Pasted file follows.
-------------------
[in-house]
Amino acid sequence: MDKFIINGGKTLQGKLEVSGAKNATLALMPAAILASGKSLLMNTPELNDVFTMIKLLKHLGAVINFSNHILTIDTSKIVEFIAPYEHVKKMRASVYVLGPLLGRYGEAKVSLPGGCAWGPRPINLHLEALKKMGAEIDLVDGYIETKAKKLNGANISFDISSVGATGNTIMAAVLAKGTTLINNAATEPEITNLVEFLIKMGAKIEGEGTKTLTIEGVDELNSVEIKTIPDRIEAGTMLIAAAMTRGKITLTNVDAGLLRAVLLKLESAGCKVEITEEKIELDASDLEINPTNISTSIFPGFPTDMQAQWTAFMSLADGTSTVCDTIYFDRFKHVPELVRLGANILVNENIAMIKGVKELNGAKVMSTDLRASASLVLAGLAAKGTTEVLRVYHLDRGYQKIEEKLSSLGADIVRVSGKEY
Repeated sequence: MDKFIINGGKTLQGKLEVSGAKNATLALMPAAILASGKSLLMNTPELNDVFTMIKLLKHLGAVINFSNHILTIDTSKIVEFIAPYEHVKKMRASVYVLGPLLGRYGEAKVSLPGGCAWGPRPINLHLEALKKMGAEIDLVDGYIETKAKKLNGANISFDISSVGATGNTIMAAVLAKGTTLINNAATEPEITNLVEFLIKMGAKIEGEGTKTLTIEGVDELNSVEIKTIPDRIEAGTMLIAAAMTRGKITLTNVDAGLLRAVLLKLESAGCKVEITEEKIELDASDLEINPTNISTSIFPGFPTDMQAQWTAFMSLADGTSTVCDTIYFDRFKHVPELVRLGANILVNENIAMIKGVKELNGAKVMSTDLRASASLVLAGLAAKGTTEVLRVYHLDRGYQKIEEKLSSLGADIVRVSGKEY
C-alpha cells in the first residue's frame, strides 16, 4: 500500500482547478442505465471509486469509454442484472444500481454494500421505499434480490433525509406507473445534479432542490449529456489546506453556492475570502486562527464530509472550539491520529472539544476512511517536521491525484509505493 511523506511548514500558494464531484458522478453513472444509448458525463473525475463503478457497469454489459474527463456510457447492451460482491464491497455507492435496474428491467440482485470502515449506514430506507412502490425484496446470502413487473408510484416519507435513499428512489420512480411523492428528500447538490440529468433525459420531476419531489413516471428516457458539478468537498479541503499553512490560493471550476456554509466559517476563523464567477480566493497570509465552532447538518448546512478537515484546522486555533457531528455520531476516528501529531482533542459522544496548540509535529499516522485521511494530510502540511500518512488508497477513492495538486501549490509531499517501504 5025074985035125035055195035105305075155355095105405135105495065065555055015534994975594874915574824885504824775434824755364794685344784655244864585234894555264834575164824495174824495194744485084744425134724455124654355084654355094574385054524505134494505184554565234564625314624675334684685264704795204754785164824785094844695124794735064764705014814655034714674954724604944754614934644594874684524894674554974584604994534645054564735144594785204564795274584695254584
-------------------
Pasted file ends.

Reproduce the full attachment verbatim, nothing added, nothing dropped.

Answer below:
[in-house]
Amino acid sequence: MDKFIINGGKTLQGKLEVSGAKNATLALMPAAILASGKSLLMNTPELNDVFTMIKLLKHLGAVINFSNHILTIDTSKIVEFIAPYEHVKKMRASVYVLGPLLGRYGEAKVSLPGGCAWGPRPINLHLEALKKMGAEIDLVDGYIETKAKKLNGANISFDISSVGATGNTIMAAVLAKGTTLINNAATEPEITNLVEFLIKMGAKIEGEGTKTLTIEGVDELNSVEIKTIPDRIEAGTMLIAAAMTRGKITLTNVDAGLLRAVLLKLESAGCKVEITEEKIELDASDLEINPTNISTSIFPGFPTDMQAQWTAFMSLADGTSTVCDTIYFDRFKHVPELVRLGANILVNENIAMIKGVKELNGAKVMSTDLRASASLVLAGLAAKGTTEVLRVYHLDRGYQKIEEKLSSLGADIVRVSGKEY
Repeated sequence: MDKFIINGGKTLQGKLEVSGAKNATLALMPAAILASGKSLLMNTPELNDVFTMIKLLKHLGAVINFSNHILTIDTSKIVEFIAPYEHVKKMRASVYVLGPLLGRYGEAKVSLPGGCAWGPRPINLHLEALKKMGAEIDLVDGYIETKAKKLNGANISFDISSVGATGNTIMAAVLAKGTTLINNAATEPEITNLVEFLIKMGAKIEGEGTKTLTIEGVDELNSVEIKTIPDRIEAGTMLIAAAMTRGKITLTNVDAGLLRAVLLKLESAGCKVEITEEKIELDASDLEINPTNISTSIFPGFPTDMQAQWTAFMSLADGTSTVCDTIYFDRFKHVPELVRLGANILVNENIAMIKGVKELNGAKVMSTDLRASASLVLAGLAAKGTTEVLRVYHLDRGYQKIEEKLSSLGADIVRVSGKEY
C-alpha cells in the first residue's frame, strides 16, 4: 500500500482547478442505465471509486469509454442484472444500481454494500421505499434480490433525509406507473445534479432542490449529456489546506453556492475570502486562527464530509472550539491520529472539544476512511517536521491525484509505493 511523506511548514500558494464531484458522478453513472444509448458525463473525475463503478457497469454489459474527463456510457447492451460482491464491497455507492435496474428491467440482485470502515449506514430506507412502490425484496446470502413487473408510484416519507435513499428512489420512480411523492428528500447538490440529468433525459420531476419531489413516471428516457458539478468537498479541503499553512490560493471550476456554509466559517476563523464567477480566493497570509465552532447538518448546512478537515484546522486555533457531528455520531476516528501529531482533542459522544496548540509535529499516522485521511494530510502540511500518512488508497477513492495538486501549490509531499517501504 5025074985035125035055195035105305075155355095105405135105495065065555055015534994975594874915574824885504824775434824755364794685344784655244864585234894555264834575164824495174824495194744485084744425134724455124654355084654355094574385054524505134494505184554565234564625314624675334684685264704795204754785164824785094844695124794735064764705014814655034714674954724604944754614934644594874684524894674554974584604994534645054564735144594785204564795274584695254584